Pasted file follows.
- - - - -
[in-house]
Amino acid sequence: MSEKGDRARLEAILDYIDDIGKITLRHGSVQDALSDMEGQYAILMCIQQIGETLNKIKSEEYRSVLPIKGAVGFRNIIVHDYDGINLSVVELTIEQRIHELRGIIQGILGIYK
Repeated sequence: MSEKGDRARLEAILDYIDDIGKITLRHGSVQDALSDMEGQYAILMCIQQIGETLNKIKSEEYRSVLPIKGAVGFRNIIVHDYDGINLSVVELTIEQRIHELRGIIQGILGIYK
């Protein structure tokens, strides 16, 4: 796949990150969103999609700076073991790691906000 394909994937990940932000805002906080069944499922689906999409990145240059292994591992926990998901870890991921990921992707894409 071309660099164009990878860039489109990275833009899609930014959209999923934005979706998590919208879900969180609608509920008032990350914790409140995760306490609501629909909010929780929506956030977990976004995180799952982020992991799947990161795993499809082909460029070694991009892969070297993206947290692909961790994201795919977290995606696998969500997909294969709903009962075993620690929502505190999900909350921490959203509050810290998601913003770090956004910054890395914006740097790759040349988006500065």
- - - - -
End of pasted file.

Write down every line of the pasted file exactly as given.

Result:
[in-house]
Amino acid sequence: MSEKGDRARLEAILDYIDDIGKITLRHGSVQDALSDMEGQYAILMCIQQIGETLNKIKSEEYRSVLPIKGAVGFRNIIVHDYDGINLSVVELTIEQRIHELRGIIQGILGIYK
Repeated sequence: MSEKGDRARLEAILDYIDDIGKITLRHGSVQDALSDMEGQYAILMCIQQIGETLNKIKSEEYRSVLPIKGAVGFRNIIVHDYDGINLSVVELTIEQRIHELRGIIQGILGIYK
């Protein structure tokens, strides 16, 4: 796949990150969103999609700076073991790691906000 394909994937990940932000805002906080069944499922689906999409990145240059292994591992926990998901870890991921990921992707894409 071309660099164009990878860039489109990275833009899609930014959209999923934005979706998590919208879900969180609608509920008032990350914790409140995760306490609501629909909010929780929506956030977990976004995180799952982020992991799947990161795993499809082909460029070694991009892969070297993206947290692909961790994201795919977290995606696998969500997909294969709903009962075993620690929502505190999900909350921490959203509050810290998601913003770090956004910054890395914006740097790759040349988006500065």